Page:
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Natural Hazards and Earth System Sciences An interactive open-access journal of the European Geosciences Union
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Volume 13, issue 2
Nat. Hazards Earth Syst. Sci., 13, 375–384, 2013
https://doi.org/10.5194/nhess-13-375-2013
© Author(s) 2013. This work is distributed under
the Creative Commons Attribution 3.0 License.
Nat. Hazards Earth Syst. Sci., 13, 375–384, 2013
https://doi.org/10.5194/nhess-13-375-2013
© Author(s) 2013. This work is distributed under
the Creative Commons Attribution 3.0 License.

Research article 15 Feb 2013

Research article | 15 Feb 2013

Temporal and spatial variations in ionospheric electron density profiles over South Africa during strong magnetic storms

Y. B. Yao1,2, P. Chen1,3, S. Zhang1, and J. J. Chen1 Y. B. Yao et al.
  • 1School of Geodesy and Geomatics, Wuhan University, Wuhan 430079, China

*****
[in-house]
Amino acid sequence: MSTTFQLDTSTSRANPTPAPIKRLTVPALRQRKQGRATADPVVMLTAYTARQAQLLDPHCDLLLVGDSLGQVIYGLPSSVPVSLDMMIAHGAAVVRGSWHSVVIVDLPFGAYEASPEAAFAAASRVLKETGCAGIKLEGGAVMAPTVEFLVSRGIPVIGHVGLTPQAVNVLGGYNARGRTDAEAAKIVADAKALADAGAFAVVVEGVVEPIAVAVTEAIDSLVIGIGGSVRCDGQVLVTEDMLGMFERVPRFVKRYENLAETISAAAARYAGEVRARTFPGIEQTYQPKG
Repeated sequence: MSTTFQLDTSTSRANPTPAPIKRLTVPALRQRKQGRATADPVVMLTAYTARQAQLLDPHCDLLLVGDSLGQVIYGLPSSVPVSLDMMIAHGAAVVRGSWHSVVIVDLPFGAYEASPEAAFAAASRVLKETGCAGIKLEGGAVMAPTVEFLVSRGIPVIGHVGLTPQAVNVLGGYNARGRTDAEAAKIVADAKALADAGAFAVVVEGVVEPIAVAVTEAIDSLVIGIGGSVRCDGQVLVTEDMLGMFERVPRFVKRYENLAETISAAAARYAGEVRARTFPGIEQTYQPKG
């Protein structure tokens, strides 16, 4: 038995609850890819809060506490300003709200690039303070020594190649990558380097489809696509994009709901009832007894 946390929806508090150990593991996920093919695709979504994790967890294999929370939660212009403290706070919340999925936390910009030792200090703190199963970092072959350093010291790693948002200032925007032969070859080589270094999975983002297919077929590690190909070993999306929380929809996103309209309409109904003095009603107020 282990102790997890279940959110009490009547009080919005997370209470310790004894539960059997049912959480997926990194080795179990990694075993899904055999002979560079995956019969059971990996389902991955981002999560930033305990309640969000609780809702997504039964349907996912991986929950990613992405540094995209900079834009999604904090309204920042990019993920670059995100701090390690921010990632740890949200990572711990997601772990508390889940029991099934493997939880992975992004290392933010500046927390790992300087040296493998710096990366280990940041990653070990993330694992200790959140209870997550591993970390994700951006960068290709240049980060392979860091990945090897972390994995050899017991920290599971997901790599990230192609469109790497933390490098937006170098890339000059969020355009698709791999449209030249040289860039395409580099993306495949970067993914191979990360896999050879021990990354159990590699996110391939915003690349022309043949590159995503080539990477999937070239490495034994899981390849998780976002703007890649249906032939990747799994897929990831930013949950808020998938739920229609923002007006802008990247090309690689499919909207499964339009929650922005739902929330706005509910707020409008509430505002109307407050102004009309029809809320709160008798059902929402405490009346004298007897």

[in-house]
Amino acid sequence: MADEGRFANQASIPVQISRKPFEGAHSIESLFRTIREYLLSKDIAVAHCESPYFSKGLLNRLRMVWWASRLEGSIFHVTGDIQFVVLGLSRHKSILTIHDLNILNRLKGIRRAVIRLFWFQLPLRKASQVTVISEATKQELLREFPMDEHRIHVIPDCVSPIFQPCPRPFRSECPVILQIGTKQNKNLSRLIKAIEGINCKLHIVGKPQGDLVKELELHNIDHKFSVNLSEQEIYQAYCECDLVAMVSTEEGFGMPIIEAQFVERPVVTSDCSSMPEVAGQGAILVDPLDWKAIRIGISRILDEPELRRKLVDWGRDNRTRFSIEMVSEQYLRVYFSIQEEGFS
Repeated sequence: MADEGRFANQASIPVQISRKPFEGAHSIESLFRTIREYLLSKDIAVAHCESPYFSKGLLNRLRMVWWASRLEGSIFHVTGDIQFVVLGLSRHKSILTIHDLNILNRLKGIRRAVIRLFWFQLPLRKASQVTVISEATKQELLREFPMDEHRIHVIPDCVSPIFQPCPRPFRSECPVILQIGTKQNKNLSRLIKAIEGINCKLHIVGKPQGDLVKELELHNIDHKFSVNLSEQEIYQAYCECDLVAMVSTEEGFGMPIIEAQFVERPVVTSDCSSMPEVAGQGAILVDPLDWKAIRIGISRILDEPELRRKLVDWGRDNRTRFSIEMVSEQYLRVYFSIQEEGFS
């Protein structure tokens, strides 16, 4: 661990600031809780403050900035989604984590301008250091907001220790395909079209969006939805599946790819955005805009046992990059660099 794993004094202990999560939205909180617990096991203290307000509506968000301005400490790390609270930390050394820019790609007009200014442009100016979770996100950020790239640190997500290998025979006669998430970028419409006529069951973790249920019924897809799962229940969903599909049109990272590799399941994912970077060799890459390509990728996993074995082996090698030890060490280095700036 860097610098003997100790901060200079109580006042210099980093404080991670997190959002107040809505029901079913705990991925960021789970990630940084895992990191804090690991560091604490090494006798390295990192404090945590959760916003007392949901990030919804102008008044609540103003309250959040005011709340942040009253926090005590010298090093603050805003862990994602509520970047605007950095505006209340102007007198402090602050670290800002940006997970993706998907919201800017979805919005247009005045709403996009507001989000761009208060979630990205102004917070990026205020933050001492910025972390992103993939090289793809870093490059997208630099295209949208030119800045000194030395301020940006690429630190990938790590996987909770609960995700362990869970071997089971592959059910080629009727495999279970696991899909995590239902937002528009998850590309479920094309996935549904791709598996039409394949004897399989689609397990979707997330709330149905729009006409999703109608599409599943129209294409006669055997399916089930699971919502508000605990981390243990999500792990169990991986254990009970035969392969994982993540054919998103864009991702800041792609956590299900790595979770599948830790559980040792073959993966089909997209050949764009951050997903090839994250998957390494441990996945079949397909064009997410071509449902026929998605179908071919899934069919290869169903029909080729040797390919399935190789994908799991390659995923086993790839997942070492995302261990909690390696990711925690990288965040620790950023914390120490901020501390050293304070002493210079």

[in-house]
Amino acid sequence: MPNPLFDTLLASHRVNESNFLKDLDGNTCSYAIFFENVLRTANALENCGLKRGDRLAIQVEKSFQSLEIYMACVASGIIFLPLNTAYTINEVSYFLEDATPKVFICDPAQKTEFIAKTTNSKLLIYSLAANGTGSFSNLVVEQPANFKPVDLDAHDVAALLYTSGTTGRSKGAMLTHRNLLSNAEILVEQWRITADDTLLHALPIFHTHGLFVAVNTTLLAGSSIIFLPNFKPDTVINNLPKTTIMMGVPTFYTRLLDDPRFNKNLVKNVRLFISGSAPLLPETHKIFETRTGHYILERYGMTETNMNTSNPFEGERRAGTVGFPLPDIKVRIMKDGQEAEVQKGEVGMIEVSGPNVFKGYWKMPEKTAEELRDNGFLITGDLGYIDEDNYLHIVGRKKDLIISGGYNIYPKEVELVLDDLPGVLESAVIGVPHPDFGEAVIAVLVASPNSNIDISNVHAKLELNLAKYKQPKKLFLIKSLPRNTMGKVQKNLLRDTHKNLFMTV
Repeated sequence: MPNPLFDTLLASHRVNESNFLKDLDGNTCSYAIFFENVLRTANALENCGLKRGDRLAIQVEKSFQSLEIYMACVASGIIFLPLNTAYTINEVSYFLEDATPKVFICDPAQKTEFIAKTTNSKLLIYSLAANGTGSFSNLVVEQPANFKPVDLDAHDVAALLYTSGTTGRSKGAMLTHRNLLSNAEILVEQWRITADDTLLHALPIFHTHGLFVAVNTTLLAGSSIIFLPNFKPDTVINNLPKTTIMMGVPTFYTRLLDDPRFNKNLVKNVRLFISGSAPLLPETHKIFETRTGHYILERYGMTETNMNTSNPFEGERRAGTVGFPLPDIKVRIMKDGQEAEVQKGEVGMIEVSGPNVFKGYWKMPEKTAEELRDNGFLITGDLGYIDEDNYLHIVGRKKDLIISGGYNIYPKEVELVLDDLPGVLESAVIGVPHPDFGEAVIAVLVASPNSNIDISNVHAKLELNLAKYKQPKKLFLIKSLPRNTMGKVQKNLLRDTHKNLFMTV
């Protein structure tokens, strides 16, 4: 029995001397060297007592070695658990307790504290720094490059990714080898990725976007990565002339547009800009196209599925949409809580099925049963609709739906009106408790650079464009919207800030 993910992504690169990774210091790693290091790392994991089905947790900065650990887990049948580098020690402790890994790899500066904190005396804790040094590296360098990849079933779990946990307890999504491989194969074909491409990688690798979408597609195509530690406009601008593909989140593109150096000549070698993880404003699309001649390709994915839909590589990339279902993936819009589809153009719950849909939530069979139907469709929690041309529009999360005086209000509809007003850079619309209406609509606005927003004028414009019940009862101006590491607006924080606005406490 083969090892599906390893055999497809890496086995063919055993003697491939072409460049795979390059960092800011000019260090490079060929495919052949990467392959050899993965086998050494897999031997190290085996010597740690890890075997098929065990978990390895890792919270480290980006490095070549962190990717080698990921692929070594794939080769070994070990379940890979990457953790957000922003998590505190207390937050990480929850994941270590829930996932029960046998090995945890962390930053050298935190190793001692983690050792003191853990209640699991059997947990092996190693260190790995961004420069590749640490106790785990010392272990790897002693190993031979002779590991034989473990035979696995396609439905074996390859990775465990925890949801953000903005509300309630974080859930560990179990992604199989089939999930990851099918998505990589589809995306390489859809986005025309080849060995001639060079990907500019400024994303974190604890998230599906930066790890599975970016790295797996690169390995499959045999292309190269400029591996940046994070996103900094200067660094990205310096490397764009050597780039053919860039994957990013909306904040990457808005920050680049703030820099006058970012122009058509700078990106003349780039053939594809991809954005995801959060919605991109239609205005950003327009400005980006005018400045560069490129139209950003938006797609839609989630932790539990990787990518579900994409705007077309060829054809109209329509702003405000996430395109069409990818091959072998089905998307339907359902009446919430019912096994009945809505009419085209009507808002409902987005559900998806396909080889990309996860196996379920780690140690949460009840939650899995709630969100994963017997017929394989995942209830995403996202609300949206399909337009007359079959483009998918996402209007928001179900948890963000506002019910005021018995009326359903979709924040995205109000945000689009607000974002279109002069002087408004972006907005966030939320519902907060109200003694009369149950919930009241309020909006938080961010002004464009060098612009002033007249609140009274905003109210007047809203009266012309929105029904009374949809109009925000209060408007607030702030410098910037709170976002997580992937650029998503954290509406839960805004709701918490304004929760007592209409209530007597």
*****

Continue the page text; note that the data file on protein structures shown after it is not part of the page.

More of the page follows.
• 2Key Laboratory of Geospace Environment and Geodesy, Ministry of Education, Wuhan University, Wuhan 430079, China
  • 3College of Geomatics, Xi'an University of Science and Technology, Xi'an 710054, China

Abstract. Observations from the South African TrigNet global navigation satellite system (GNSS) and vertical total electron content (VTEC) data from the Jason-1 satellite were used to analyze the variations in ionospheric electron density profiles over South Africa before and after the severe geomagnetic storms on 15 May 2005. Computerized ionospheric tomography (CIT) was used to inverse the 3-D structure of ionospheric electron density and its response to the magnetic storms. Inversion results showed that electron density significantly increased at 10:00 UT, 15 May compared with that at the same period on 14 May. Positive ionospheric storms were observed in the inversion region during the magnetic storms. Jason-1 data show that the VTEC observed on descending orbits on 15 May significantly increased, whereas that on ascending orbits only minimally changed. This finding is identical to the CIT result.

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